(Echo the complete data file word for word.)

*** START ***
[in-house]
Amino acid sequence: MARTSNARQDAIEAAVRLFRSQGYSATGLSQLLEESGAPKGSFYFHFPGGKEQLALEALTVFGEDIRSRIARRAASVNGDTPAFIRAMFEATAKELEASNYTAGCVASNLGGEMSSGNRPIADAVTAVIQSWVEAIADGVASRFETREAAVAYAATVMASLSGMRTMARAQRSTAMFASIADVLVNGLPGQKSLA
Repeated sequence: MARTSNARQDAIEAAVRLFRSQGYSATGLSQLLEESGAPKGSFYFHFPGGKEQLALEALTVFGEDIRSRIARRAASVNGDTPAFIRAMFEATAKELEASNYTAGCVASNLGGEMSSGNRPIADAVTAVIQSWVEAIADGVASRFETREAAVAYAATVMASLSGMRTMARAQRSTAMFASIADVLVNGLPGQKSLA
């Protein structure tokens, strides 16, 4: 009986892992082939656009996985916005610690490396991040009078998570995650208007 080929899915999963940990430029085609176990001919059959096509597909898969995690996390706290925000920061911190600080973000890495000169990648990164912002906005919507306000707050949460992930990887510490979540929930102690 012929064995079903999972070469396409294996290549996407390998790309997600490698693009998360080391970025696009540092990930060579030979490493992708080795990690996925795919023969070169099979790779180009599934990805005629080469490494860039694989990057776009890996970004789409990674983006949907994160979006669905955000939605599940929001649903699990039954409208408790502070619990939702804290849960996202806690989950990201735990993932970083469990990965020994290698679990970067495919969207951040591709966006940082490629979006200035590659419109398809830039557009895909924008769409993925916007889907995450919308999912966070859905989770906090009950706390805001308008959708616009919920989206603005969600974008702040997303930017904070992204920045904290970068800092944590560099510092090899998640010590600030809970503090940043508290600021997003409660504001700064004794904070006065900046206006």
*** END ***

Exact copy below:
[in-house]
Amino acid sequence: MARTSNARQDAIEAAVRLFRSQGYSATGLSQLLEESGAPKGSFYFHFPGGKEQLALEALTVFGEDIRSRIARRAASVNGDTPAFIRAMFEATAKELEASNYTAGCVASNLGGEMSSGNRPIADAVTAVIQSWVEAIADGVASRFETREAAVAYAATVMASLSGMRTMARAQRSTAMFASIADVLVNGLPGQKSLA
Repeated sequence: MARTSNARQDAIEAAVRLFRSQGYSATGLSQLLEESGAPKGSFYFHFPGGKEQLALEALTVFGEDIRSRIARRAASVNGDTPAFIRAMFEATAKELEASNYTAGCVASNLGGEMSSGNRPIADAVTAVIQSWVEAIADGVASRFETREAAVAYAATVMASLSGMRTMARAQRSTAMFASIADVLVNGLPGQKSLA
């Protein structure tokens, strides 16, 4: 009986892992082939656009996985916005610690490396991040009078998570995650208007 080929899915999963940990430029085609176990001919059959096509597909898969995690996390706290925000920061911190600080973000890495000169990648990164912002906005919507306000707050949460992930990887510490979540929930102690 012929064995079903999972070469396409294996290549996407390998790309997600490698693009998360080391970025696009540092990930060579030979490493992708080795990690996925795919023969070169099979790779180009599934990805005629080469490494860039694989990057776009890996970004789409990674983006949907994160979006669905955000939605599940929001649903699990039954409208408790502070619990939702804290849960996202806690989950990201735990993932970083469990990965020994290698679990970067495919969207951040591709966006940082490629979006200035590659419109398809830039557009895909924008769409993925916007889907995450919308999912966070859905989770906090009950706390805001308008959708616009919920989206603005969600974008702040997303930017904070992204920045904290970068800092944590560099510092090899998640010590600030809970503090940043508290600021997003409660504001700064004794904070006065900046206006």